By Dees Stribling, Contributing Editor
All together 48 out of 50 state economies grew in 2014, according to new data from the Bureau of Economic Analysis, with the largest growth states mostly west of the Mississippi. Topping the list for the year was North Dakota, which experienced annual growth of 6.3 percent state GDP. Texas was number 2 on the list with a whopping 5.2 percent growth, which meant intense growth in a lot larger real estate markets than anything the Dakotas has to offer: Houston, DFW, San Antonio and Austin. Wyoming and West Virginia tied for third at 5.1 percent growth each (by comparison, the U.S. economy as a whole grew 2.2 percent for the year).
Driving a lot of the increase in these states was “mining,” a government economic classification that not only includes the extraction of minerals from the earth, but also oil and gas. Thus the oil states did very well in an environment (much of the year) in which oil was selling for roughly $100 a barrel. Although “mining” wasn’t a significant contributor to real GDP growth for the U.S. economy as a whole, the industry was a large spur to growth in the five fastest-growing states — the aforementioned four and Colorado. By contrast, “mining” continued to decline in Alaska due to lower output on the state’s North Slope. What a good 2014 also means is that 2015 is going to be a letdown for these states and their real estate markets (though Texas and Colorado, as a much more diversified economies, probably won’t hurt quite as much).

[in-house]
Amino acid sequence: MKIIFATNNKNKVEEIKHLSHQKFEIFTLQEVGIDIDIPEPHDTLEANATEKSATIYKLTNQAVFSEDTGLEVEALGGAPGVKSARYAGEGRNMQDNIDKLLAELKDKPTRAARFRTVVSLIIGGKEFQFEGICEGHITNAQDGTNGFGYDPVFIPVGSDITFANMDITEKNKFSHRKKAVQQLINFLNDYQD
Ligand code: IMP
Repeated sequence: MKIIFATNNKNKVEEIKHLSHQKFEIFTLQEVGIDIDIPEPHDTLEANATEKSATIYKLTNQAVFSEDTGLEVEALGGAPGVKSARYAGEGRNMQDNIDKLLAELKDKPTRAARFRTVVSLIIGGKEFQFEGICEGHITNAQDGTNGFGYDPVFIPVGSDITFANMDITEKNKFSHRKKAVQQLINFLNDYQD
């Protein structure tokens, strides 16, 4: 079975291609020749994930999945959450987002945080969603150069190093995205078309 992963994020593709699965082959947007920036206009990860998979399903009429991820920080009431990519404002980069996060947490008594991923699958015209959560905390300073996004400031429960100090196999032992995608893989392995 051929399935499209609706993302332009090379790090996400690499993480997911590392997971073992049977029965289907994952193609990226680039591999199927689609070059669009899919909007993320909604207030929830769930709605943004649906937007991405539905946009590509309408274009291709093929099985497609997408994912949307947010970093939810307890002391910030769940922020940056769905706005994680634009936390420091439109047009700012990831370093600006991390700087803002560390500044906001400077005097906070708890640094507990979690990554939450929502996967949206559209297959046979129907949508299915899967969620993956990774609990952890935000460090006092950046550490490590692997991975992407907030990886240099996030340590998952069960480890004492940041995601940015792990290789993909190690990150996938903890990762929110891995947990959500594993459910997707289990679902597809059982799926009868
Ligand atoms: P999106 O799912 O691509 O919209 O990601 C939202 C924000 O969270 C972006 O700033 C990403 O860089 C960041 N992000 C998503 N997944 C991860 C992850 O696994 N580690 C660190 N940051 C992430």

Some states did well without much boost from “mining.” Professional, scientific and technical services was the largest contributor to U.S. real GDP by state growth in 2014, with the industry growing 4.2 percent in 2014 compared with 0.7 percent in 2013; and it contributed 0.29 percentage points to U.S. real GDP growth. It was the leading contributor to growth in the New England and Far West regions. It was a large contributor to growth in three states—California (whose GDP expanded by 2.8 percent), Massachusetts (up 2.3 percent) and Utah (up 3.1 percent).
As an industry, real estate and rental and leasing grew 1.5 percent in 2014, down slightly from 1.6 percent in 2013 and all together contributing 0.2 percentage points to U.S. real GDP growth. In 2014, the industry was the largest contributor to growth in the Southeast region and contributed to growth in 32 states and the District of Columbia.